by July 4, 2009 0 comments



The Government of Andhra Pradesh, around January this year embarked on an
ambitious mission to take IT education across 5000 rural government schools.
Since most of these schools are located in extremely remote areas, power and
infrastructure constraints were inevitable. The implementation finally involved
40,000 hardware devices that enable desktop virtualization, and allow a single
CPU to be used by multiple ‘seats’ and ‘stations’, for dissemination of IT
education and curriculum studies.

Each school has a one-room computer lab for students of Class 6 to 10 — armed
with 10 monitors and keyboards, and standalone home UPS systems for each of
them. Every computer lab has two PCs that act as host PCs — complete with a
monitor, CPU, keyboard and mouse, running on Windows XP SP 3. Every other
machine in the room has got a mouse sized slab device plugged in, which is
connected to one of the two host PCs. The device is the X 300 box by nComputing
which enables desktop virtualization, by utilizing the complete processing and
memory power of the host PC. In this instance, four computers, or ‘stations’
were connected to one host PC, and had access to all the applications hosted on
the central PC. Each of the 4 stations can operate independently like individual
PCs, and can be monitored by the administrator at all times. The nComputing
Management Console enables remote administration of each station, with
information on set of applications available, settings for individual stations,
including the ability to logoff, shut down applications, invoke applications,
and if need be, have the same application running on all four stations.
Broadband or wireless Internet is connected to the host PCs to enable access for
certain modules for each school.

The government’s goal is to accelerate computing access to the millions of
students in its system, but to do it in an economical, eco-friendly way. The
NComputing solution was chosen after multiple stages of deliberations. Many
factors like long term sustenance, power saving, infrastructure costs and
scale were considered and the government of Andhra Pradesh is pleased that
this first milestone has been met and that computing access has been created
for 1.8 million students around the state — most of whom have never had the

opportunity to even touch a computer
Suresh Chanda
IT Secretary of Andhra Pradesh

The implementation of the nComputing solution at a broad level saves
electricity costs for 4 CPUs and the corresponding heat generated. The X300 box
consumes 1 watt of power and for each school, this translates to 8 to 10 watts
of power, since the only CPUs being used are by the two host PCs. In certain
rural schools, where space is an equally compelling constraint, a notable
advantage is the fact that the X300 sits only on a 4’X4′ area on the tabletop
real estate. An obvious concern is the fact that the computing power of one CPU
is divided between 4 stations, and in most cases, all four operate
simultaneously with the same or different applications. While this may not seem
like a challenge since high school usage of the deployment is restricted to word
processing tools, spreadsheets, presentations and basic image application,
Internet does bear the brunt occasionally if users of all the four stations
decide to be flamboyant with their surfing desires. The Zilla school at Medak
District also has a Honda generator sitting at the corner of the room, which has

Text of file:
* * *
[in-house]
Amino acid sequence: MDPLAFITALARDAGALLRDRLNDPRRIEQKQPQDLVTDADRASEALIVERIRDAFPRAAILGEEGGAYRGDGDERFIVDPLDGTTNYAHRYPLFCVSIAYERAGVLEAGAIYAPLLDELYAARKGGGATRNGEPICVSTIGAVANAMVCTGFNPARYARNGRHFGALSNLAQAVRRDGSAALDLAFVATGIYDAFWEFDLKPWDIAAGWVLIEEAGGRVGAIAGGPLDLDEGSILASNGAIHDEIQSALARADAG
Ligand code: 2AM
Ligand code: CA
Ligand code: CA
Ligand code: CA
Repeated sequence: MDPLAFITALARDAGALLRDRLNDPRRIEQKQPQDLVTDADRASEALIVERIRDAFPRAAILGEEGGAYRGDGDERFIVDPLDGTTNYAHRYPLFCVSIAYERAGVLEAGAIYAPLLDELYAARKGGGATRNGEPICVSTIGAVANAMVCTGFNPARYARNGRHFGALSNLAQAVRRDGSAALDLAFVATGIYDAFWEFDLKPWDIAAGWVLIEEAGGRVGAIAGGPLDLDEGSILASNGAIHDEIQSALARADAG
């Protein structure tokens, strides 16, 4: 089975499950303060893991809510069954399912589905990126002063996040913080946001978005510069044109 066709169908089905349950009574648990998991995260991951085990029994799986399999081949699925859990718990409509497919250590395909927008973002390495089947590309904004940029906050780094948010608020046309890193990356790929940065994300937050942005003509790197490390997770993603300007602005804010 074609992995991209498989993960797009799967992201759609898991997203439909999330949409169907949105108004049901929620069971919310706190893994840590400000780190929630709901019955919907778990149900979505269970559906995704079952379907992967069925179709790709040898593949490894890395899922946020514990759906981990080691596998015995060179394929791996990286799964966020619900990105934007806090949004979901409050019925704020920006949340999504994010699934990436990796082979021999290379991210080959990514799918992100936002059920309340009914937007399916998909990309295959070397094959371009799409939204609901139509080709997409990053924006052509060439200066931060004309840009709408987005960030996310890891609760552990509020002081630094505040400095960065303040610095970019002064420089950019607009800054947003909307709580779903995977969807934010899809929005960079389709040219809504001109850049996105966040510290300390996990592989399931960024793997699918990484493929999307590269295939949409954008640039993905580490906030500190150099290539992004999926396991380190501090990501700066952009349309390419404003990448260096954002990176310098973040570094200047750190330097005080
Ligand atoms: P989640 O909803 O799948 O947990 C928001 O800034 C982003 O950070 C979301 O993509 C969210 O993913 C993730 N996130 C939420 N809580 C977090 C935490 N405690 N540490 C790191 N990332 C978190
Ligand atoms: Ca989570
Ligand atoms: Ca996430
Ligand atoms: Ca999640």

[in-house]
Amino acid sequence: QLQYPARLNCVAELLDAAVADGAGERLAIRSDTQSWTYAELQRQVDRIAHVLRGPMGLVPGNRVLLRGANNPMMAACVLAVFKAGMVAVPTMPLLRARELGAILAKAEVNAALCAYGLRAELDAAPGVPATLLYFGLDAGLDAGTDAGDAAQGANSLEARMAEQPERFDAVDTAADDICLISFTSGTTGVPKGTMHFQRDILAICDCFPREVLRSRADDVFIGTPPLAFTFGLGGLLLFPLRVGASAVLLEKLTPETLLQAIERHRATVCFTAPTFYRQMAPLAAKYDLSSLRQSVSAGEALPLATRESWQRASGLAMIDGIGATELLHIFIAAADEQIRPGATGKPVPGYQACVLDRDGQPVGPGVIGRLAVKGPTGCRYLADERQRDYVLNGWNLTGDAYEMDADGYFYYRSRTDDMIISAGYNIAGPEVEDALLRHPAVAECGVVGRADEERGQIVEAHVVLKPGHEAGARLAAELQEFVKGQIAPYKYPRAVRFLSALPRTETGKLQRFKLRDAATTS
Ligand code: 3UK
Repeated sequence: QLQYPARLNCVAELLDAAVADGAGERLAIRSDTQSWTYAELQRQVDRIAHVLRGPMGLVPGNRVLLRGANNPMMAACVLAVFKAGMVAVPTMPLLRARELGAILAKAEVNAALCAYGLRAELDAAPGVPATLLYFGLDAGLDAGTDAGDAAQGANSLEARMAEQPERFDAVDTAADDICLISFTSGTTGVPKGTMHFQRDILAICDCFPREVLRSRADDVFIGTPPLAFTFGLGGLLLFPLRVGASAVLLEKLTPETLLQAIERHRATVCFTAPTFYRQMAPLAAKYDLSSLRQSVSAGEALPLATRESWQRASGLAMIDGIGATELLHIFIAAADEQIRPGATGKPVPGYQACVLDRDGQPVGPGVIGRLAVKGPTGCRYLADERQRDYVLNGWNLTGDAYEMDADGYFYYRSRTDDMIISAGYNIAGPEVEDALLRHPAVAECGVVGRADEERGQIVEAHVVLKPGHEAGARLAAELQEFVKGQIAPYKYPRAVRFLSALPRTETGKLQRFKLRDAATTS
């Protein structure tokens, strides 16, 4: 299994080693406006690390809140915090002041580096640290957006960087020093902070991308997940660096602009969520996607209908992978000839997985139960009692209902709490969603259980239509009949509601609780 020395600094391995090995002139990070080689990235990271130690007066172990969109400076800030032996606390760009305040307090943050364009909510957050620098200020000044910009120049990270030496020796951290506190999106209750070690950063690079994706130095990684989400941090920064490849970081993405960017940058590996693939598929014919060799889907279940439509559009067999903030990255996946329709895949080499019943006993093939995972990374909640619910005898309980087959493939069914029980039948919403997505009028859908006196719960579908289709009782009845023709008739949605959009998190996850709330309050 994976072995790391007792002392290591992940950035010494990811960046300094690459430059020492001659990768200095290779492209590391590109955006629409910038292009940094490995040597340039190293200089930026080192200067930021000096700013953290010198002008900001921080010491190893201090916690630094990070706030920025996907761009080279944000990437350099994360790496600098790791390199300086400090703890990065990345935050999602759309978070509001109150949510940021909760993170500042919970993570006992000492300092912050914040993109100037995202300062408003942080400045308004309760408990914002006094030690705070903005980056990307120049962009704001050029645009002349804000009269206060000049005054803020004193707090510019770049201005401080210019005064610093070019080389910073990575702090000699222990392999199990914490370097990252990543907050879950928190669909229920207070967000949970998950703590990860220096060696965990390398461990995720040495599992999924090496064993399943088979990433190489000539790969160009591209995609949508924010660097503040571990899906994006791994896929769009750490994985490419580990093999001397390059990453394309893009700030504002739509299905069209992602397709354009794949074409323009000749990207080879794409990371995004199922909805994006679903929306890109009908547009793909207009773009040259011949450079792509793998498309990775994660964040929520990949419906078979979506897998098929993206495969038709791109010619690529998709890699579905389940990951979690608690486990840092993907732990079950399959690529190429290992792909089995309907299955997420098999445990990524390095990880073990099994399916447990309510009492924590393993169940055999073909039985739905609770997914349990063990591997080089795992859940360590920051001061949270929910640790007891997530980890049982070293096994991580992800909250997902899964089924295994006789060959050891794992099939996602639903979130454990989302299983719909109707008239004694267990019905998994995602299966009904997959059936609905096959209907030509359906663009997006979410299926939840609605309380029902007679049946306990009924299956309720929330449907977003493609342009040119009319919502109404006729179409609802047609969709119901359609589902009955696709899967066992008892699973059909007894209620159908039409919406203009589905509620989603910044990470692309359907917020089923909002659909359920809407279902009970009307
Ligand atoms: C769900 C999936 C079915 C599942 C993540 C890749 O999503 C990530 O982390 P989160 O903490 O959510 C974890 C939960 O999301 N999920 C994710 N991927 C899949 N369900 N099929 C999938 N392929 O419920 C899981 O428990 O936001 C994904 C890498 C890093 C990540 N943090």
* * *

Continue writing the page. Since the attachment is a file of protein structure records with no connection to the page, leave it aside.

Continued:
the ability to power up the entire infrastructure. In areas where basic public
power is a limited commodity, generators are used to power up entire labs for a
number of hours. Implementers make an interesting observation here that it is
greener than using 8 CPUs — all with their fans running.

Company Scenario
Before Deployment
  • IT could not be reached to rural areas due to infrastructure and power
    constraints
After Deployment
  • 5000 schools in rural Andhra Pradesh now have low cost shared
    computing resources
Implementation Partner
Educomp, Everon, NIIT, IEC and OEM Partners: HP, ACER and HCL

PCQuest spoke to E Srinivas Rao from NIIT at the Zilla Parishad High School.
“We have NIIT trained staff to man the computer lab in this school. Daily,
students from Class 6 to 10 attend the lab classes either as part of their
computer familiarity courses, or to attend certain modules as part of their
regular curriculum. The staff ensures that they keep a track of each user and
what he/she is viewing or what applications are being used.” NIIT is one of many
partners of Government of Andhra for the rural computing initiative. 5000
schools have one partner each that sets up and runs the computer labs for 5
years (the initiative kicked off in January this year). The Government of Andhra
Pradesh claims that the use of the desktop virtualization tool has resulted in a
50% cost saving in hardware acquisition in comparison to deployment of full
CPU+Monitor+Keyboard+Mouse set ups. In addition, around 70% saving happens in
maintenance costs. The implementation involves 5000 schools, with 10 seats each,
complete with 10,000 host PC systems and 40,000 nComputing X 300 boxes.

12 years of research has gone into the conceptualization of nComputing
devices that are primarily aimed at leveraging the most out of existing
computing power in a network. nComputing devices sync up and dynamically
allocate computing power to various stations. nComputing has the X series of
devices, like the X 300, X350 and X 550, in increasing order of
compatibility with number of stations. The L series of offerings is
exclusively for LAN infrastructures of various sizes. The next graduation
for nComputing is to incorporate wireless technologies. We are also looking
to consolidate our corporate and SMB portfolio — especially in the areas of
heathcare and BPOs

Monali Handa,
Marketing Manager, nComputing

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